This fall semester at Bethel College, I have the privilege and challenge to take over an undergraduate course that has long been the favorite of students. Evangelism and Discipleship class was taught by Dr. John Dendiu for fifteen years or more before his retirement from teaching in Spring 2016. The course is an introduction to the two topics, designed for those who have not read much about either in the past.
Taking over another professor’s course is like walking into a museum of rich history, looking through the PDFs collected over time and checking out the lesson plans, tests, and other assignments. It’s been an honor and at the same time a daunting challenge to try and match the richness that John had in the course. It’s long been a favorite of prospective students as well, an 11 a.m. MWF course that admissions staff often used for campus visits. In fact, this past year as incoming freshmen learned John was retiring, some asked for special permission (it’s a 300 level class) to have the course with him because they loved those 50 minutes with him during their visit.
No pressure at all there, Terry. Yeah, right.
John using a LOT of reading and experiences in the course, but has five books that serve as central the course. They’re ones you may already have in your personal library. However, if you do not, I w
Sacred Rhythms: Arranging our Lives for Spiritual Transformation by Ruth Haley Barton (IVP Books, 2006). You’ll notice that most books on this list are not from within the last 5-6 years. Each has stood the test of time for its audience of Christian leaders and for its usefulness. For those of us in Christian work, the arranging of our lives is important. If the functional side wins, we’ll slowly drift away to the shallows and find our anchor doesn’t run very deep during difficult times. Barton’s book is a helpful guide.
The Best Kept Secret of Christian Mission: Promoting the Gospel with more than our Lips by John Dickson (Zondervan, 2013). I was unfamiliar with this book prior to taking over the class, but I’m excited to dive in. With Forewords by Alister McGrath and Ravi Zacharias and recommendations from N. T. Wright and Christopher J. H. Wright, this is a “must read” book for those who are in missional work, including children’s and youth ministry.
The Master Plan of Evangelism by Robert Coleman (Revell, 2010, first written in the 1970s). If you’re talking about outreach, social justice, or evangelism, this little gem has to be part of the discussion. I’ve shared the platform or sat in the back (the two places I inhabit as an INTJ) of numerous seminars, conferences, and training sessions and later walked away recognizing that it was merely a reworked version of this book by Coleman. You know when people tell you “there’s nothing new under the sun?” Well, THIS book is one of those original sources that others have been copying for years.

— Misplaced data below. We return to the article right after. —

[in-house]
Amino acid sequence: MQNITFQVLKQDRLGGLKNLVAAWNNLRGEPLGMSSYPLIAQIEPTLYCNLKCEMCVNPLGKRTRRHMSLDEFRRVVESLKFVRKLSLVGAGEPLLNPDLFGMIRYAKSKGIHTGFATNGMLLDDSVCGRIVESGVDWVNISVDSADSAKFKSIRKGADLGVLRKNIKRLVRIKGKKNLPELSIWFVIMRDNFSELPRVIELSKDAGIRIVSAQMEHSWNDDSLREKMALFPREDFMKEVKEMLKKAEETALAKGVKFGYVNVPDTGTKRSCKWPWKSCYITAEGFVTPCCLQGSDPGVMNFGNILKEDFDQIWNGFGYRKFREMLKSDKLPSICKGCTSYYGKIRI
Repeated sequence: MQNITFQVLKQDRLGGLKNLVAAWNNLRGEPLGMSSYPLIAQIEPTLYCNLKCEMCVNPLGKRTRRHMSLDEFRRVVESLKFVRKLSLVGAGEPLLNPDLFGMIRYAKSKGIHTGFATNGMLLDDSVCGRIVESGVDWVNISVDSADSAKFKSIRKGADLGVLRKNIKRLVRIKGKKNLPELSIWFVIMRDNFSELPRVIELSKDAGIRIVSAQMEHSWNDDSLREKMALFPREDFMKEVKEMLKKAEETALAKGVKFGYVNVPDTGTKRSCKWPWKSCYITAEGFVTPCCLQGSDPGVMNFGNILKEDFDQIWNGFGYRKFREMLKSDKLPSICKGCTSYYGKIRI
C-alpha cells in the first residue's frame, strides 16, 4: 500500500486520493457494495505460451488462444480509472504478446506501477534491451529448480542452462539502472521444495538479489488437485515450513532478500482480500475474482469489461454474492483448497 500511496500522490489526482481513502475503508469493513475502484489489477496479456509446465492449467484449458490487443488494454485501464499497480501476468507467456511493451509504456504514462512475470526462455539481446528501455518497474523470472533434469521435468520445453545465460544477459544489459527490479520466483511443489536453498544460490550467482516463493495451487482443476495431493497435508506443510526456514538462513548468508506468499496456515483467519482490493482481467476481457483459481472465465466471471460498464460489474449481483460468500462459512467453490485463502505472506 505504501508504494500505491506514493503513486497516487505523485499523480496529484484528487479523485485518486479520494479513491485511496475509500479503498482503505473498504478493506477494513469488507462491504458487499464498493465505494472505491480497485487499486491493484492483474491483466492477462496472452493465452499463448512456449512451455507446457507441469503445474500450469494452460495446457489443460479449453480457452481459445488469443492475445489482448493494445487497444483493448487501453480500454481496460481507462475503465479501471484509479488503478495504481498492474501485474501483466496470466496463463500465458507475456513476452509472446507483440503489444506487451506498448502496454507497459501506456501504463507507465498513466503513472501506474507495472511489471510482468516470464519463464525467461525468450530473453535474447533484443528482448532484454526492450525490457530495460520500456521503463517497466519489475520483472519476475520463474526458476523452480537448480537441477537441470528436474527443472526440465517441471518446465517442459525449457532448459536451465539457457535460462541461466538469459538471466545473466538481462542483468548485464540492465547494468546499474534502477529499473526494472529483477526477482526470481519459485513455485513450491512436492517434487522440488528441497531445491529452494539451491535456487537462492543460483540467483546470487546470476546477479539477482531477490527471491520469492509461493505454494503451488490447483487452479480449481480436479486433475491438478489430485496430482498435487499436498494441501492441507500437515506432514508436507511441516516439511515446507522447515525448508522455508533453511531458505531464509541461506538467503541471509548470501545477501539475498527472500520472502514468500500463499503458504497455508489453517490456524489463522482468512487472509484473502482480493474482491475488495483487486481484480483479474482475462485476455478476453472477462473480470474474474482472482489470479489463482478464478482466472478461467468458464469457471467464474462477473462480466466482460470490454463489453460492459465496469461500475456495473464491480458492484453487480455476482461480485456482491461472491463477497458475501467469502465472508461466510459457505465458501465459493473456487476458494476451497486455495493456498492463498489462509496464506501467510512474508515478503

Lifestyle Discipleship: Encouraging others to Spiritual Maturity by Jim Peterson (NavPress, 2007). Just this past week I was working with a client that the Arbor Research Group was working alongside and we were talking about creating spiritual curiosity. We discussed living out the Christian faith in such a way that those looking in from the outside (or from within our churches!) can then say, “Oh, I see what you mean” as they see how the Christian faith is lived out. However, too often Christians live and act just like those who are not Christians and the claims that Jesus can transform people’s lives fall on uninterested ears. I’m very excited about the conversations this book is going to spark.
Discipleship Essentials: A Guide to Building your life in Christ by Greg Ogden (IVP, 2007). This is not required reading for the course, but rather serves as a supplemental text. Still, as the prof who teaches the capstone course, I regularly see Ogden quotes from this book in the senior papers. At some point, each student has internalized some material from this book into their thinking on discipleship – and that’s an impressive feat for a book that wasn’t assigned as required reading. So, I’m anxious to read it for this fall semester.
Now, I recognize that this list is short and that these books may not fit well within your particular Christian tradition. What books would you add to this list? What books have framed your thinking and shaped your practice regarding evangelism and discipleship? Let me know and I’ll compile a fresh list in a few weeks.
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